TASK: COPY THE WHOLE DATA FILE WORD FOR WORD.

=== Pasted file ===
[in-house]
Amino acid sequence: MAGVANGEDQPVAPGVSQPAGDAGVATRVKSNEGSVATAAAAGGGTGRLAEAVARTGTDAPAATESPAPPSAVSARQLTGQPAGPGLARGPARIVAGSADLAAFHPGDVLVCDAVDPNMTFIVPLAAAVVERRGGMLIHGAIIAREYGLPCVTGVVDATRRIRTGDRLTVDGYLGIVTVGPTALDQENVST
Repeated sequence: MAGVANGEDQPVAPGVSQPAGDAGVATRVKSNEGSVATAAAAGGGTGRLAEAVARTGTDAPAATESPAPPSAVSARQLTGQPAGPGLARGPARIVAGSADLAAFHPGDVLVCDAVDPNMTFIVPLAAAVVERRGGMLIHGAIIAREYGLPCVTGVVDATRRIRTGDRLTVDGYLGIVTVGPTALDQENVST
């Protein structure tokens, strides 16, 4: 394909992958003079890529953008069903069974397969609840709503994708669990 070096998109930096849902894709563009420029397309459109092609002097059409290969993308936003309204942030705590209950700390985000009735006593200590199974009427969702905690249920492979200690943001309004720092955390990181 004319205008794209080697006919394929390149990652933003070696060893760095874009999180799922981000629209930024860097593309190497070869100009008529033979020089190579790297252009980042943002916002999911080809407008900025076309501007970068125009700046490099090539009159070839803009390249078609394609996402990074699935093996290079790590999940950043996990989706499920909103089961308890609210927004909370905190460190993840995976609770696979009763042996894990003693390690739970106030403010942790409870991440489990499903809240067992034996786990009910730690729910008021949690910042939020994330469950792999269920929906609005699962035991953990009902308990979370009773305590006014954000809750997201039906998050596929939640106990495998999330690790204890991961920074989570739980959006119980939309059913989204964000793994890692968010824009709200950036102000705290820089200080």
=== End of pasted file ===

[in-house]
Amino acid sequence: MAGVANGEDQPVAPGVSQPAGDAGVATRVKSNEGSVATAAAAGGGTGRLAEAVARTGTDAPAATESPAPPSAVSARQLTGQPAGPGLARGPARIVAGSADLAAFHPGDVLVCDAVDPNMTFIVPLAAAVVERRGGMLIHGAIIAREYGLPCVTGVVDATRRIRTGDRLTVDGYLGIVTVGPTALDQENVST
Repeated sequence: MAGVANGEDQPVAPGVSQPAGDAGVATRVKSNEGSVATAAAAGGGTGRLAEAVARTGTDAPAATESPAPPSAVSARQLTGQPAGPGLARGPARIVAGSADLAAFHPGDVLVCDAVDPNMTFIVPLAAAVVERRGGMLIHGAIIAREYGLPCVTGVVDATRRIRTGDRLTVDGYLGIVTVGPTALDQENVST
């Protein structure tokens, strides 16, 4: 394909992958003079890529953008069903069974397969609840709503994708669990 070096998109930096849902894709563009420029397309459109092609002097059409290969993308936003309204942030705590209950700390985000009735006593200590199974009427969702905690249920492979200690943001309004720092955390990181 004319205008794209080697006919394929390149990652933003070696060893760095874009999180799922981000629209930024860097593309190497070869100009008529033979020089190579790297252009980042943002916002999911080809407008900025076309501007970068125009700046490099090539009159070839803009390249078609394609996402990074699935093996290079790590999940950043996990989706499920909103089961308890609210927004909370905190460190993840995976609770696979009763042996894990003693390690739970106030403010942790409870991440489990499903809240067992034996786990009910730690729910008021949690910042939020994330469950792999269920929906609005699962035991953990009902308990979370009773305590006014954000809750997201039906998050596929939640106990495998999330690790204890991961920074989570739980959006119980939309059913989204964000793994890692968010824009709200950036102000705290820089200080």